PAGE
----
• Sold new from Oct 2016–Oct 2021
  • MacBook Pro (15-inch)
    • Models: 2016, 2017, 2018, 2019
    • Sold new from Oct 2016–Nov 2019
  • MacBook Pro (16-inch) — sold new from Nov 2019–Oct 2021

Each of these Macs has a potentially affected Intel processor from the 6th–10th generation (Skylake, Kaby Lake, Coffee Lake, Amber Lake, Cascade Lake, Ice Lake, or Comet Lake).

Although Downfall also affects 11th generation Intel processors, Apple had stopped releasing new Intel-based Mac models before this generation’s debut in 2021.

Apple finally stopped selling Intel-based Macs (at least as “new” products) this year; it discontinued the Mac mini (2018) in January, and the Mac Pro (2019) in June 2023.

If Apple releases updates, which Macs will likely get fixed?

Firmware updates are the Mac’s equivalent of BIOS updates. For the past several years, Apple has bundled Mac firmware updates with macOS updates; they’re not available as separate downloads. Firmware updates are installed automatically, as needed, as part of the macOS patching process.

It may be safe to assume that Apple has not yet released updates to address Downfall for any Macs. There’s no mention of CVE-2022-40982 or Downfall on Apple’s security updates page or its support site. Now that the general public has known about the vulnerability for more than a week, and most major PC hardware manufacturers have released statements, Apple’s silence hints that it likely hasn’t silently bundled patches with past macOS updates.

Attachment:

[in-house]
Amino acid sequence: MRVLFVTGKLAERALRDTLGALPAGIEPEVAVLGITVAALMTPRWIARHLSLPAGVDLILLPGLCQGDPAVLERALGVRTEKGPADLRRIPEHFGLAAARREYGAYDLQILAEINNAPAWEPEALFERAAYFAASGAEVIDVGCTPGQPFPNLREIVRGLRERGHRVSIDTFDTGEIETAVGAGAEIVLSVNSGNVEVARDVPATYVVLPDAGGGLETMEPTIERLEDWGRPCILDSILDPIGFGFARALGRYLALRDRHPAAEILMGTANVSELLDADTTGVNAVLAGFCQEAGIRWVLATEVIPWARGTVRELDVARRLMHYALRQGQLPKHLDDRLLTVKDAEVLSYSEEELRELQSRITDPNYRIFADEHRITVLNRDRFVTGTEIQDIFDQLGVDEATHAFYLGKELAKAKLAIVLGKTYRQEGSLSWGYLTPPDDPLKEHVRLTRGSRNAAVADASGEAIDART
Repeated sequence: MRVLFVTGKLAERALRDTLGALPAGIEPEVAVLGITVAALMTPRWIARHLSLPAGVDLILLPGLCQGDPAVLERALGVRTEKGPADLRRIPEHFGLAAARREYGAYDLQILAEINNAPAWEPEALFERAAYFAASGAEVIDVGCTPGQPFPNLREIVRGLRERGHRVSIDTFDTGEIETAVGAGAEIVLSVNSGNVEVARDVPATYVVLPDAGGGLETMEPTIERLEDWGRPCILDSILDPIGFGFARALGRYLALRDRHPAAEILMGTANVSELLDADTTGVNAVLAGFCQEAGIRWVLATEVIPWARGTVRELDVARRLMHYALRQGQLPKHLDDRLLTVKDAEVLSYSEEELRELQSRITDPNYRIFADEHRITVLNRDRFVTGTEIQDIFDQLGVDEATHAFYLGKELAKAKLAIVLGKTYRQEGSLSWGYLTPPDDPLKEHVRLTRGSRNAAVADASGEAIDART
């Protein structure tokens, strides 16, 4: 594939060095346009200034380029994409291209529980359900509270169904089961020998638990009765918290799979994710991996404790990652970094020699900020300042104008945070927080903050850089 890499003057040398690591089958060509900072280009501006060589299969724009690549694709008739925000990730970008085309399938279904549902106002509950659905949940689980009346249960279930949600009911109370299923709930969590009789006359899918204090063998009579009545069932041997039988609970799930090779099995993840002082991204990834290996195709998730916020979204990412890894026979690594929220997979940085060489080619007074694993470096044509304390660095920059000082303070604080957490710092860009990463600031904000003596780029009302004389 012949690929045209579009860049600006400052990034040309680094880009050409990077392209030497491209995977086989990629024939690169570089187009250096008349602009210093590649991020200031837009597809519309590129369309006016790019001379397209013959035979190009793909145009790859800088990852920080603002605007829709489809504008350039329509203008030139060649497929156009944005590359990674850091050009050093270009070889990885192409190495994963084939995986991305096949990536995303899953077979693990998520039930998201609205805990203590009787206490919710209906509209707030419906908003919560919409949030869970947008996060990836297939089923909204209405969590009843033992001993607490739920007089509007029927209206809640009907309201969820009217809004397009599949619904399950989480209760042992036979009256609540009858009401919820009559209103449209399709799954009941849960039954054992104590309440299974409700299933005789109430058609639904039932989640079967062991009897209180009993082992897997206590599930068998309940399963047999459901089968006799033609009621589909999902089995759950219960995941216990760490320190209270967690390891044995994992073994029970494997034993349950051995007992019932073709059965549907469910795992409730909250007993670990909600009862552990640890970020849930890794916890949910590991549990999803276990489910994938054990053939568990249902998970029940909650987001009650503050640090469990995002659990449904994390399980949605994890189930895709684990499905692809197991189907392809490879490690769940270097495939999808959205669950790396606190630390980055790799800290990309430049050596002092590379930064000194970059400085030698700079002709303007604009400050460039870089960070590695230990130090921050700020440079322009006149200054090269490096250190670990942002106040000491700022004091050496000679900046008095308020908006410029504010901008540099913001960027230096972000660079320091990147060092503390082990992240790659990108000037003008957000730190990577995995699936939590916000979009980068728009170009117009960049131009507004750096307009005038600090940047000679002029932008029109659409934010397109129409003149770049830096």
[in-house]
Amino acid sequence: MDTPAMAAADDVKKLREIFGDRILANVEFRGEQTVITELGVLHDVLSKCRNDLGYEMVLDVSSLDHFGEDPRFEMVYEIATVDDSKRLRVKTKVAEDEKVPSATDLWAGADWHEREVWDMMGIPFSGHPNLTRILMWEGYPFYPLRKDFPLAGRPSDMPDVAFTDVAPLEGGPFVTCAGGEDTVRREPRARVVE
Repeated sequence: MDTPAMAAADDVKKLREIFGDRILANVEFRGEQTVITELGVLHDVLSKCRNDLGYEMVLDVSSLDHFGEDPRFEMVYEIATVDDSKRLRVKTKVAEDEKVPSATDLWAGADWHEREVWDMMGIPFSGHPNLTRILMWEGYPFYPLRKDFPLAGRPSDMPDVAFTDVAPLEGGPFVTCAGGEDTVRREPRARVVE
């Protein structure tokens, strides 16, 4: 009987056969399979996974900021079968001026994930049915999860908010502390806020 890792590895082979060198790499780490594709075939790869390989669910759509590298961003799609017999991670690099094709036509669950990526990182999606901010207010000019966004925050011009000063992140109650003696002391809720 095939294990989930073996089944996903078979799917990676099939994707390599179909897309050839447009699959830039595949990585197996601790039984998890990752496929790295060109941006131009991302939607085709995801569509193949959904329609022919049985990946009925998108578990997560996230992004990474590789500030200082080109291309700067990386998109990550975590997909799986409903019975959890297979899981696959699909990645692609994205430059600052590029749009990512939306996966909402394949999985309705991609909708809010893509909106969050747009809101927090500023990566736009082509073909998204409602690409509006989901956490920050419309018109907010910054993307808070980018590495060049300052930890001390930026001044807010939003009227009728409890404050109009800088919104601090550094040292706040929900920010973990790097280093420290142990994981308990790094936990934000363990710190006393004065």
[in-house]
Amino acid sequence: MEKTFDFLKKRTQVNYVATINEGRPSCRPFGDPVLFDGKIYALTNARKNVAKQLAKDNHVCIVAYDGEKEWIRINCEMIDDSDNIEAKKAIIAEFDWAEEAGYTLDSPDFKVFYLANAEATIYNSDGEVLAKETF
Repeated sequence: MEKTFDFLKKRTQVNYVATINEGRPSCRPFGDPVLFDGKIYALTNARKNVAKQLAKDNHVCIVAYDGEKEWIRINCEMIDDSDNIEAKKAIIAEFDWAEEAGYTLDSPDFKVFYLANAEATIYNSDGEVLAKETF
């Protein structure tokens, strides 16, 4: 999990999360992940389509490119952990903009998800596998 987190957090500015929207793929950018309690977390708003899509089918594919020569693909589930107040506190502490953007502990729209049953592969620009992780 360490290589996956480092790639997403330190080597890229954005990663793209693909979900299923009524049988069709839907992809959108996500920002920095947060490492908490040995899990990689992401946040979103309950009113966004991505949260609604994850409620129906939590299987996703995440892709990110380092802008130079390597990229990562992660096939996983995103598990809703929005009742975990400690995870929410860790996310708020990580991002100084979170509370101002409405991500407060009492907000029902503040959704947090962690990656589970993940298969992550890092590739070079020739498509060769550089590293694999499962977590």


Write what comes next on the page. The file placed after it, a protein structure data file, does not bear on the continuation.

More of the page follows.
But macOS Sonoma is right around the corner. It only supports certain Mac models released in 2018 or later (aside from the iMac Pro, which only has a single model released in 2017; it’s the only 2017 Mac that officially supports Sonoma).

That might mean that, even if Apple releases firmware updates to mitigate Downfall, the other 2015, 2016, and 2017 Mac models might not get any updates.

If that’s the case, then those 2015–2017 models could be stuck with a perpetual hardware vulnerability. (Of course, not being able to run macOS Sonoma also leaves them at risk anyway, because Apple doesn’t fully patch the two previous macOS versions.)

Again, at this point we can only speculate about which models may be vulnerable to Downfall, and what Apple might do about it. We’ll have to wait and see whether Apple acknowledges the problem and how it decides to handle it.

How can I learn more?

We briefly talked about the Downfall vulnerability on episode 305 of the Intego Mac Podcast.

You can read our write-ups about the first major speculative execution vulnerabilities, Meltdown and Spectre, as well as a later attack called SPOILER.

Meltdown and Spectre: What Apple users need to know

By the way, Apple never did release a statement about SPOILER, or patches to mitigate it. To this day, it remains unclear whether Macs were impacted.

New SPOILER attack puts Intel processors at risk

Each week on the Intego Mac Podcast, Intego’s Mac security experts discuss the latest Apple news, including security and privacy stories, and offer practical advice on getting the most out of your Apple devices. Be sure to follow the podcast to make sure you don’t miss any episodes.

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About Joshua Long

Joshua Long (@theJoshMeister), Intego's Chief Security Analyst, is a renowned security researcher, writer, and public speaker. Josh has a master's degree in IT concentrating in Internet Security and has taken doctorate-level coursework in Information Security. Apple has publicly acknowledged Josh for discovering an Apple ID authentication vulnerability. Josh has conducted cybersecurity research for more than 25 years, which has often been featured by major news outlets worldwide. Look for more of Josh's articles at and follow him on Twitter/X, LinkedIn, and Mastodon. View all posts by Joshua Long →